To be fair, he will only be a pre-teen for another month. In a few short weeks he will officially be a full on, smelly, sullen, aggravating real live teenager.
But I’ve developed a habit (no, it didn’t take 21 days. Why do people think that shit? Link to some actual science here: https://www.psychologytoday.com/basics/habit-formation ).over the past few months and today I realized that desire to infuse a positive, habit by using mentally easy, casual words had become someone else’s morning necessity.
Seventh grade in New York City is really important because it is the academic year that high schools use to determine if you are good enough for their various programs. And if you are a black child trying to be part of the 4.6% of attendees in a Specialized High School here, the pressure is ratcheted up quite a bit more. Luckily for me, the Khevster has been highly self motivated to attend Brooklyn Technical School since he was in the second grade. But knowing that he still needs a great deal of support, I have been attempting to institute a more positivity based parenting style with him, encouraging in a way that I think I lacked with my oldest two, or at least needed some improvement. So at the beginning of the school year when he would leave the house in the morning, I always say, “Have a good day!”
Confession: I haven’t been getting up as early as I used to. There’s really no need for me to. I call the Khevster on the phone to make sure he’s gotten up and is getting ready for school and then I either doze off again until my second alarm rings or groggily watch the news. This morning I just wasn’t ready to wake up and fell back all the way into a deep sleep. So when the morning knock at my bedroom door came, I didn’t respond right away. The door popped open anyway and I heard the boy say something but I wasn’t fully awake.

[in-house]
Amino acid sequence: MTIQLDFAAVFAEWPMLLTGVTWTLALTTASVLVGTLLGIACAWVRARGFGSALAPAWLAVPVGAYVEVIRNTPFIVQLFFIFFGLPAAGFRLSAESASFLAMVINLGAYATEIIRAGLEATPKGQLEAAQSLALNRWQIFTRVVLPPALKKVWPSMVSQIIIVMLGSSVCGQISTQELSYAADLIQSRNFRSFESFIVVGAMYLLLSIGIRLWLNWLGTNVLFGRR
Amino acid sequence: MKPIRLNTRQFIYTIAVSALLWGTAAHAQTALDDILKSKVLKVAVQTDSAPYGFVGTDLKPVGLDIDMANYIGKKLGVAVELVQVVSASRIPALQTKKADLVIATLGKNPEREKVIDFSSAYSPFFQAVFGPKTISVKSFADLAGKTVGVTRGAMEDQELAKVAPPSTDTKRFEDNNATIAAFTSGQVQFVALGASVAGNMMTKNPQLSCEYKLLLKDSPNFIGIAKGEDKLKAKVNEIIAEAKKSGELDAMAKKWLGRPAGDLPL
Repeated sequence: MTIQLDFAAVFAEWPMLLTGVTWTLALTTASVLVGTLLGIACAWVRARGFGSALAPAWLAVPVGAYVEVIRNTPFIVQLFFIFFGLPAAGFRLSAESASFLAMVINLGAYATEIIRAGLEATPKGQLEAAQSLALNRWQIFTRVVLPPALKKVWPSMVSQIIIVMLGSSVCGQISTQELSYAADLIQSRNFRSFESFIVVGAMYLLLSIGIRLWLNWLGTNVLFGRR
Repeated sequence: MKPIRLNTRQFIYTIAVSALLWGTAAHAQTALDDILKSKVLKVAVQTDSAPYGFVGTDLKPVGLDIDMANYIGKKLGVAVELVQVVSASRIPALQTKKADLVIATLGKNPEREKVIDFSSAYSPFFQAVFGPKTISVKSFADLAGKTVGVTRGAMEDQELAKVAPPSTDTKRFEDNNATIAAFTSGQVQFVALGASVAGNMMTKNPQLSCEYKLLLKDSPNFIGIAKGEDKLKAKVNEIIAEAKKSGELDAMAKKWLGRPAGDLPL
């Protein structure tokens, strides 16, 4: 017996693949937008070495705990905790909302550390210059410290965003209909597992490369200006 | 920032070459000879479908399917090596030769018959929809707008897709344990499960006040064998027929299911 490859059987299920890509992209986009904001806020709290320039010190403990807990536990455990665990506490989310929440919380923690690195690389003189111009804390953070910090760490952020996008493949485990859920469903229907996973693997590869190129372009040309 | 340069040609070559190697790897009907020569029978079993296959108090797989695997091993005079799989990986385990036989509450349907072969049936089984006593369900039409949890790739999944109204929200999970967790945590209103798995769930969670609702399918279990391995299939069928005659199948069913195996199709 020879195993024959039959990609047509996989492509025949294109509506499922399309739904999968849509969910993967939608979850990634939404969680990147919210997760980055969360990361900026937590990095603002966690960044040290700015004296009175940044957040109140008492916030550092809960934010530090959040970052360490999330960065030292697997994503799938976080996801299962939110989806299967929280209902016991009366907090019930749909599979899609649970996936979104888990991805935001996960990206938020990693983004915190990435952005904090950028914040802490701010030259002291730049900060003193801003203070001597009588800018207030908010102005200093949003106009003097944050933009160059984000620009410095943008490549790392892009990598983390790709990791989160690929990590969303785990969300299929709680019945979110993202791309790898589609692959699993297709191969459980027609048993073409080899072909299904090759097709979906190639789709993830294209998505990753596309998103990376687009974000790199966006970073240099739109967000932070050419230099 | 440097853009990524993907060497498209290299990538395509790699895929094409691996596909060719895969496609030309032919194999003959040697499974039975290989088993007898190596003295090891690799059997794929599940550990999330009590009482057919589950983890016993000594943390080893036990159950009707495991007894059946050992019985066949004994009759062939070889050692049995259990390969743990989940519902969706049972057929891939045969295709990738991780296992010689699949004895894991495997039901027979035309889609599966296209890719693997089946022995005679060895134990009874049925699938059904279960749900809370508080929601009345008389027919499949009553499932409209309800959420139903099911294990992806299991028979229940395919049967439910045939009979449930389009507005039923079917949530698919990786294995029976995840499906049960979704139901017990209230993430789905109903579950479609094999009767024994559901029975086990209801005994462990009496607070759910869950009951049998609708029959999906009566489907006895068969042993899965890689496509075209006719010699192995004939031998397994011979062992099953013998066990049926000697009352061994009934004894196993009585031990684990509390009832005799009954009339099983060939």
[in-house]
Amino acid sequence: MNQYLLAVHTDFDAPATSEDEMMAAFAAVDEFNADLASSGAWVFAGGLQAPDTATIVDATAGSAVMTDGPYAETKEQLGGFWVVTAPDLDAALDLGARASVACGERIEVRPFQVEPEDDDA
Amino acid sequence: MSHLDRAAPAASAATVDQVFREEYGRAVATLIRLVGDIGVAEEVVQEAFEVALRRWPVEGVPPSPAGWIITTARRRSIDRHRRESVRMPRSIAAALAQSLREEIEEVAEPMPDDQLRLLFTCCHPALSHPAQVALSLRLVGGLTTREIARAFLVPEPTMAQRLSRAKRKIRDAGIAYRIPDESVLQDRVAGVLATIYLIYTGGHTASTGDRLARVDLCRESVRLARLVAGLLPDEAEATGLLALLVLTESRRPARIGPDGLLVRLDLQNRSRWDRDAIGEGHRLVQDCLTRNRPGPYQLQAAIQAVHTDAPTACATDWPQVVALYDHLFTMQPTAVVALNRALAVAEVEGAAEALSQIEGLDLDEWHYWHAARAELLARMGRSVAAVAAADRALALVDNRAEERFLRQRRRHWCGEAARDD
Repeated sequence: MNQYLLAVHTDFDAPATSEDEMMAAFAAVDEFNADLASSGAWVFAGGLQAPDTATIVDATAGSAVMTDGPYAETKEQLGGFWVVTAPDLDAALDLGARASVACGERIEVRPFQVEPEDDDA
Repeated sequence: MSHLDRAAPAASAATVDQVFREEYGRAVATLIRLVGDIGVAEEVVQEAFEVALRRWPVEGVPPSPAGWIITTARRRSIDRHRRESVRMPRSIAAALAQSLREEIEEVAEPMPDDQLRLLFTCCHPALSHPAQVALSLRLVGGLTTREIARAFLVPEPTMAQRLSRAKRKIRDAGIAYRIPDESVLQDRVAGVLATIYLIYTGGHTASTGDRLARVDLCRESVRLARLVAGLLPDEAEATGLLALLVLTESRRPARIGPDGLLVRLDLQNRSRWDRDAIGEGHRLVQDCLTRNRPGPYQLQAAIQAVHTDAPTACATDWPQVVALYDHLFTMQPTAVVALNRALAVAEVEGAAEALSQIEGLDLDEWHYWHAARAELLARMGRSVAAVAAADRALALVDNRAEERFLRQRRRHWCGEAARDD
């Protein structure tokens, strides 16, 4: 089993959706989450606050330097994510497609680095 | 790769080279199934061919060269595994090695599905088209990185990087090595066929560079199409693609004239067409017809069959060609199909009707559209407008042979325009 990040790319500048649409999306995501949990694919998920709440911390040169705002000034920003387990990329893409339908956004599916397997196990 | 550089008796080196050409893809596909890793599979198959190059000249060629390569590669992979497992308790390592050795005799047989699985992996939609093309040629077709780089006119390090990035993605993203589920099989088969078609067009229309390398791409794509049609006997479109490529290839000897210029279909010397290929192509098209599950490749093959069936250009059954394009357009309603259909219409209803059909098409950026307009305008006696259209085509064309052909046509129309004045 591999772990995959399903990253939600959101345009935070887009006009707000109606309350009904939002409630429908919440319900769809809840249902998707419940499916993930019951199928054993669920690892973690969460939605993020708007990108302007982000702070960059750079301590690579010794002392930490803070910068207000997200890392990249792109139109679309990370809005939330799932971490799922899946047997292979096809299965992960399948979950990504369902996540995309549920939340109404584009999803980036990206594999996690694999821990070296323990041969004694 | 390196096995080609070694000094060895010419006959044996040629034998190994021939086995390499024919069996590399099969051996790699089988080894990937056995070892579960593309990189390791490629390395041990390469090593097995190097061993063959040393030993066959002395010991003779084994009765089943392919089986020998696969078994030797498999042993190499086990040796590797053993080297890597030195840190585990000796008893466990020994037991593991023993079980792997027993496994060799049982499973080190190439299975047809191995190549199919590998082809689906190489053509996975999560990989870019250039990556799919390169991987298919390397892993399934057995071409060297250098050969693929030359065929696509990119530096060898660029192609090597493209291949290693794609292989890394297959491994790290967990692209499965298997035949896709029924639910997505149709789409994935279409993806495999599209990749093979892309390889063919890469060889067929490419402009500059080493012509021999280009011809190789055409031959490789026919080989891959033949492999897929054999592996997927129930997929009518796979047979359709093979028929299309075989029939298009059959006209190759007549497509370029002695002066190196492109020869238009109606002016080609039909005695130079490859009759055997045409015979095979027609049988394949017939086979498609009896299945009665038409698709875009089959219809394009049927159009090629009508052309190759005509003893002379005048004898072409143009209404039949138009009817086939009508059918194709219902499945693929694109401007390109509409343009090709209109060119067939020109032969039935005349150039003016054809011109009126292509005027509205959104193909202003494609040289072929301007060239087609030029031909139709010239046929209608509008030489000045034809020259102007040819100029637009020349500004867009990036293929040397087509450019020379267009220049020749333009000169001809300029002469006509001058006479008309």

“Mom. I’m leaving.”
“Mom! I said: I’m leaving.”
“Oh. Have a good day!”
The door shut and he was gone and I was sitting up in bed now wide awake and feeling those weird, mom-moment tears forming briefly as I realized he was not only waiting for me to tell him to have a good day, he needed to hear that from me every morning. Even when he doesn’t want to go and he says, “I won’t!”. He still needs to hear it and I am so glad I was able to create that habit. It doesn’t seem like a big thing but any time I am able to give one of my children something they need, it’s very satisfying and inspires me to push on with things I might otherwise forget or let fall to the wayside because they don’t seem all that important in a given moment. Keep encouraging your sulky, sullen teens. Even when they don’t act like they need it or care, they do.